Lullabies are found in most cultures around the world and parents naturally find themselves singing those tunes when it’s time to get their baby to sleep. But what makes a lullaby a lullaby? Clinical researcher and music therapist, Caitlin Kjeldsen shares with us the defining characteristics of lullabies and why they are so important to babies (and parents) everywhere.

​Caitlin Kjeldsen, MT-BC is a Board-Certified Music Therapist and Graduate Research Associate in the Center for Perinatal Research at Nationwide Children’s Hospital in Columbus, Ohio. She is currently pursuing her Ph.D. in Speech and Hearing Science at The Ohio State University where her research focuses on deepening our understanding of the auditory environment’s impact on infant neurodevelopment, as well as developing novel auditory interventions to optimize outcomes. Caitlin is particularly interested in leveraging caregiver voice and exploring the role of infant-directed speech and singing in promoting neurodevelopment.

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Transcription for Episode 4: Why Your Baby Loves Lullabies

Amy

Welcome to Growing Up Brainy, your portal into what’s happening inside your baby’s brain. We interview the experts, demystify the science and help you nurture your child towards a bright, open future.

 

Hi there, I’m your host, Amy Husted, startup addict boy, mom of two, and chief commercial officer here at smallTalk. On today’s episode, I have the pleasure of talking with Caitlin Kjeldsen. She’s a clinical researcher and a NICU music therapist. Before we just jump into our topic, though, I would love Caitlin if you just spent a couple of minutes telling us a bit more about your background and what you do.

 

Caitlin

Sure. So thank you so much for having me. Like Amy said, my name is Caitlin Kjeldsen and I am a board certified music therapist and clinical researcher. I have worked in the NICU for a number of years and I am currently working on a PhD in speech and hearing science. So I’m really passionate about deepening our understanding of how we can use music to support infant development. And much of my work has been rooted in the use of music in the NICU.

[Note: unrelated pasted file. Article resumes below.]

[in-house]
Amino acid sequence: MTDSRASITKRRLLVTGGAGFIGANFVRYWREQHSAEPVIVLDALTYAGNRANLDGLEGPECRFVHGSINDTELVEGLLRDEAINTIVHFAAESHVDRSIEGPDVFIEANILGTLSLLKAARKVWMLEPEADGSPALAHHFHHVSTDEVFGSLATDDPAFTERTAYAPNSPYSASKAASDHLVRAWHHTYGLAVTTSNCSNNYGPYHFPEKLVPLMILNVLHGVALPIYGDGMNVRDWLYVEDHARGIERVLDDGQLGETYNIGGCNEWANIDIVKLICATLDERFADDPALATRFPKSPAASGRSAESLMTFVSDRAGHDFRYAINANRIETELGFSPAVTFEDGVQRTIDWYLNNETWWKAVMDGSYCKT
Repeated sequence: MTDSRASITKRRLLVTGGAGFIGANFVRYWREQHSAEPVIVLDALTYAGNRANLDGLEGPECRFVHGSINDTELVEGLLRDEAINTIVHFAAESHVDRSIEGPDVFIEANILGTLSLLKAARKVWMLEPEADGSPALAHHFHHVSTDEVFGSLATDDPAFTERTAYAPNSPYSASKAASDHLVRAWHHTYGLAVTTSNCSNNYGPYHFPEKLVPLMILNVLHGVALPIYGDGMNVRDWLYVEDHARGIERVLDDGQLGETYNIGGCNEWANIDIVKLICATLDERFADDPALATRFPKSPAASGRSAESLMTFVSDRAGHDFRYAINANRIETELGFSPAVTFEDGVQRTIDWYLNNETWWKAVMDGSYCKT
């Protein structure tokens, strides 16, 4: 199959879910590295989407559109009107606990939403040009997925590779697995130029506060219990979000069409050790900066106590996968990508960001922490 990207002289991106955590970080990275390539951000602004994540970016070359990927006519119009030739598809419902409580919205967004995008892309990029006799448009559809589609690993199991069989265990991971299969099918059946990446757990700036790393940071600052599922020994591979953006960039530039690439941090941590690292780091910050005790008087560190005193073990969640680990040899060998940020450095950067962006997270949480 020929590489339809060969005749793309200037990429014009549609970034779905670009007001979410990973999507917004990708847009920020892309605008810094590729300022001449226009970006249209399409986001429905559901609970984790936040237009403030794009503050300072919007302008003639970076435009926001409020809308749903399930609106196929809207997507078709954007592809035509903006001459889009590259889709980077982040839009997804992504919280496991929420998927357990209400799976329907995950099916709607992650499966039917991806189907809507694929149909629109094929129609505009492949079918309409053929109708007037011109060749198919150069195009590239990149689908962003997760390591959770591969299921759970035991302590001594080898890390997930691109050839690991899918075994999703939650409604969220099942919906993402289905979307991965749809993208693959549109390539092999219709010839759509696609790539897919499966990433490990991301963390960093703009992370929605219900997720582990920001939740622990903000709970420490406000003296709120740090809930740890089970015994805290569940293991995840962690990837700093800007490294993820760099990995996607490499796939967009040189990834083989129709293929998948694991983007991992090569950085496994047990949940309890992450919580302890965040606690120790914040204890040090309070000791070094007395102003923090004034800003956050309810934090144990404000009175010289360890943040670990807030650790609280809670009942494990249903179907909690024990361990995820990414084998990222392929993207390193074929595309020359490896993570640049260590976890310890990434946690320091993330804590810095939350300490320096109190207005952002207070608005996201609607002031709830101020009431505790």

So for those of you who aren’t familiar, the NICU is the Neonatal Intensive Care Unit and that’s where infants who are sick at birth or who need specialized care have a stay. But I’m also really interested in helping parents learn how to use music to support their baby’s development at home. So my work has really evolved into learning about infant-directed speech and infant-directed singing and how we can use those to support infants’ cognitive development, language development, and really overall neuro development. So I’m excited to share a little bit of my passion with you all today.

 

Amy

Awesome. And we are so excited to have you here. I mean, everything that you do, everything that you’re studying and that you are about is so much of what we’ve built smallTalk on, especially with the topic we’re going to jump into today. So on today’s episode, we are going to talk about lullabies. Now, all the parents listening probably know a few lullabies and are somewhat familiar with a general understanding of what a lullaby is. But Caitlin, in speaking with you over the course of our relationship here, I have learned that lullabies actually are a lot deeper and have a lot more to them than we think.

 

So let’s just start at the basics. What is a lullaby?

 

Caitlin